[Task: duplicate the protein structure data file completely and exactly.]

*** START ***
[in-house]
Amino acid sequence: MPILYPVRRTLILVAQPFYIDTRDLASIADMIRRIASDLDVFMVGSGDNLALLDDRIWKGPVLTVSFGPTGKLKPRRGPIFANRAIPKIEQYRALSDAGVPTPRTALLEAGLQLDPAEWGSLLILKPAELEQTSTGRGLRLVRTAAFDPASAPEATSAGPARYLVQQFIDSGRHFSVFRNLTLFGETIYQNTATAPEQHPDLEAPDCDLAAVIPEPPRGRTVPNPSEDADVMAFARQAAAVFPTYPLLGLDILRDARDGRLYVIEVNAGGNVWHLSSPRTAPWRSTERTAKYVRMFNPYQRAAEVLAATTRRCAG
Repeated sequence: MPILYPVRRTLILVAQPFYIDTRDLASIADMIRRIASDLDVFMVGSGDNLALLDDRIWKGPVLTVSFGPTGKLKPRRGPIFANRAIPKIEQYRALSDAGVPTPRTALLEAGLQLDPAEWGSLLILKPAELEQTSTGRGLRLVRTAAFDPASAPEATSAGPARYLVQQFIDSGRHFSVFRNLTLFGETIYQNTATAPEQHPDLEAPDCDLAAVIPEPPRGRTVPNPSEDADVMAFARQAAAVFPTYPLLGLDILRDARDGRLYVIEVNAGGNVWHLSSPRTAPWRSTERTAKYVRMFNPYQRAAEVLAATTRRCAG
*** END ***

[in-house]
Amino acid sequence: MPILYPVRRTLILVAQPFYIDTRDLASIADMIRRIASDLDVFMVGSGDNLALLDDRIWKGPVLTVSFGPTGKLKPRRGPIFANRAIPKIEQYRALSDAGVPTPRTALLEAGLQLDPAEWGSLLILKPAELEQTSTGRGLRLVRTAAFDPASAPEATSAGPARYLVQQFIDSGRHFSVFRNLTLFGETIYQNTATAPEQHPDLEAPDCDLAAVIPEPPRGRTVPNPSEDADVMAFARQAAAVFPTYPLLGLDILRDARDGRLYVIEVNAGGNVWHLSSPRTAPWRSTERTAKYVRMFNPYQRAAEVLAATTRRCAG
Repeated sequence: MPILYPVRRTLILVAQPFYIDTRDLASIADMIRRIASDLDVFMVGSGDNLALLDDRIWKGPVLTVSFGPTGKLKPRRGPIFANRAIPKIEQYRALSDAGVPTPRTALLEAGLQLDPAEWGSLLILKPAELEQTSTGRGLRLVRTAAFDPASAPEATSAGPARYLVQQFIDSGRHFSVFRNLTLFGETIYQNTATAPEQHPDLEAPDCDLAAVIPEPPRGRTVPNPSEDADVMAFARQAAAVFPTYPLLGLDILRDARDGRLYVIEVNAGGNVWHLSSPRTAPWRSTERTAKYVRMFNPYQRAAEVLAATTRRCAG